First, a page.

Balwant Singh Rajoana.
Balwant Singh Rajoana, former Punjab Chief Minister Beant Singh’s assassin, was sentenced to death in 2007 by a special CBI court. His mercy petition was filed by the Shiromani Gurudwara Prabhandhak Committee in 2014. In 2019, the Ministry of Home Affairs sent a letter to the Punjab government to commute Rajoana’s death sentence. It said it had taken an “in principle” decision to commute the death sentence as a “humanitarian gesture” ahead of the 550th birth anniversary celebrations of Guru Nanak Dev. But its decision could not be implemented because the Cabinet did not send the file to the President. Rajoana has been incarcerated for over 25 years. The Supreme Court pulled up the government for its laxity and fixed the next hearing for sometime in January 2021.
The delay in carrying out the death penalty is one of the reasons to review India’s position on capital punishment. The debate on the efficacy of the death penalty in reducing crime has been going on for several decades. A few years ago, the issue of abolishing capital punishment was raised in the Rajya Sabha but was rejected by a voice vote. The then Minister of State for Home Affairs, Kiren Rijiju, stated that the government was not contemplating abolition of the death penalty. Through its report in 2015, the Law Commission of India proposed abolishing the death penalty and sought the comments of States and Union Territories on the subject. Despite reminders, just 14 States responded by 2018. Of these, 12 States rejected the proposal, while Karnataka and Tripura concurred.
Comment | Is it time to abolish the death penalty?
India figures among the 56 nations in the world that have retained the death penalty, while 142 have abolished it either by practice or by law. In 2019, the Sri Lankan government put an end to its four-decades-long moratorium on capital punishment when then President Maithripala Sirisena ordered the execution of four drug offenders. He claimed that the move would end the addiction problem in the country. According to Amnesty International, thousands of Chinese are executed in that country every year, though such executions are classified as secret information. In 2018, Iran executed 253 convicts and Saudi Arabia executed 149. However, the total number of executions across the world came down in 2018 to 690 from 993 in 2017.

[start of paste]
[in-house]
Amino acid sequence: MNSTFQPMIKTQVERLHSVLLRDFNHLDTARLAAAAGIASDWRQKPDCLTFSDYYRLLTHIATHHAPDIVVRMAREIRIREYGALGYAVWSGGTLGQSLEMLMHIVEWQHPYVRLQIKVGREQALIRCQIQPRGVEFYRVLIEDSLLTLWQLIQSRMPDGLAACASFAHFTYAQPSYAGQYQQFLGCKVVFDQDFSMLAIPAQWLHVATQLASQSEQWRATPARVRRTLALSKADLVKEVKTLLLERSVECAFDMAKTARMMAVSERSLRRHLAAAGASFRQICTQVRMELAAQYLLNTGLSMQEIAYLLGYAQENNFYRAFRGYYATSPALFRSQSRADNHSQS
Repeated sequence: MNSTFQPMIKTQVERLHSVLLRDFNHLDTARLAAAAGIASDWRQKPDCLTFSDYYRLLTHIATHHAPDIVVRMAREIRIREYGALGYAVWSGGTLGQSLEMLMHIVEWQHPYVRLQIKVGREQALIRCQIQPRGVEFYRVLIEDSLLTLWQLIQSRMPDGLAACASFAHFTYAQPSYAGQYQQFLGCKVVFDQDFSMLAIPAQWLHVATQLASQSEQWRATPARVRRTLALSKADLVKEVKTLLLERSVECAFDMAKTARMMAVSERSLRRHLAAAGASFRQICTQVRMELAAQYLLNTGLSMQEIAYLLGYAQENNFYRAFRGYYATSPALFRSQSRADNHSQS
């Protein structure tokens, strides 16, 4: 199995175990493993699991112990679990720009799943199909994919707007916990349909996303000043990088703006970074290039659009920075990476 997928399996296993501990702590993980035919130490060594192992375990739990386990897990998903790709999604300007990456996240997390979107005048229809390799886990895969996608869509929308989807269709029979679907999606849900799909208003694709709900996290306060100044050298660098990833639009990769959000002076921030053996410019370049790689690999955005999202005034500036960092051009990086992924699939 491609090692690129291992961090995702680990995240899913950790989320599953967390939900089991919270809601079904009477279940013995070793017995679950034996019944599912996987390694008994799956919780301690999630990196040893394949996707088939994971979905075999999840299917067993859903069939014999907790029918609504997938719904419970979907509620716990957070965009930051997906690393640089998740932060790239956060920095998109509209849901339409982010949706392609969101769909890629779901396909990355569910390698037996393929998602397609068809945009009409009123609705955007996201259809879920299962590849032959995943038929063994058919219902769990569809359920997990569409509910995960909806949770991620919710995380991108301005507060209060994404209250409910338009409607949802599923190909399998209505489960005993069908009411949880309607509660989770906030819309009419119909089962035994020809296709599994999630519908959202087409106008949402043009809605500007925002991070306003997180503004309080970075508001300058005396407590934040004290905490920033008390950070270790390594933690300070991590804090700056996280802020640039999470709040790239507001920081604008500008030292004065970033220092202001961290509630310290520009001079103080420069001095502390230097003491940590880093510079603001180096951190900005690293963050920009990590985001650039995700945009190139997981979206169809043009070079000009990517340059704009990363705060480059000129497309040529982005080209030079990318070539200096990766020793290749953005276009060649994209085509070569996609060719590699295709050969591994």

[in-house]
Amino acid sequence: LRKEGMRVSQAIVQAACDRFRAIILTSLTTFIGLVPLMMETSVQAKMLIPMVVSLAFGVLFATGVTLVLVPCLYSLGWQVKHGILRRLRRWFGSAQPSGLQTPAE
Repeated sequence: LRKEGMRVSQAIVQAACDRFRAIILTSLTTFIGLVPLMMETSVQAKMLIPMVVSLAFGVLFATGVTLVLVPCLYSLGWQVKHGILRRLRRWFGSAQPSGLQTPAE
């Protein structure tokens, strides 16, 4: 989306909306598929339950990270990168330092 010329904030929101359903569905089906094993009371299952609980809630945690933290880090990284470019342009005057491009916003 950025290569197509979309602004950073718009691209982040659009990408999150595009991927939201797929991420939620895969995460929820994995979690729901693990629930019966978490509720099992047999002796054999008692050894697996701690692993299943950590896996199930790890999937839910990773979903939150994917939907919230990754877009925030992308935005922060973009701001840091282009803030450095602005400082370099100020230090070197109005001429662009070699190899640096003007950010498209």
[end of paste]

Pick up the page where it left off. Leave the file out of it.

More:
While the debate on abolition of the death penalty goes on, the delay in the execution of death row convicts coupled with long years of solitary confinement leads to immense psychological trauma for them. The prolonged detention of death row convicts in prison is not just inhuman but also against the canons of justice. It is a small wonder that the courts tend to take a lenient view and reduce the sentence when such cases of prolonged years of detention come before them.
In India, 102 convicts were awarded the death sentence in 2019, raising the total number of death row prisoners to 378. Death row convicts have suffered imprisonment up to 25 years.
It goes to the credit of former President Pranab Mukherjee that during his term, he disposed of 34 mercy petitions that had been pending for years. While 30 were rejected, four were given reprieves. While the fact that he rejected 30 mercy petitions can be debated, what is important here is that he dealt with the petitions swiftly. A time frame needs to be fixed for the President to dispose of mercy petitions.
The lack of accountability of various officials in the government and the courts have adversely affected our criminal justice system. Delays in investigations, court hearings and administrative steps to be taken after the final verdict need to be inquired into, and responsibility fixed.
M.P. Nathanael is a retired Inspector General of Police, CRPF
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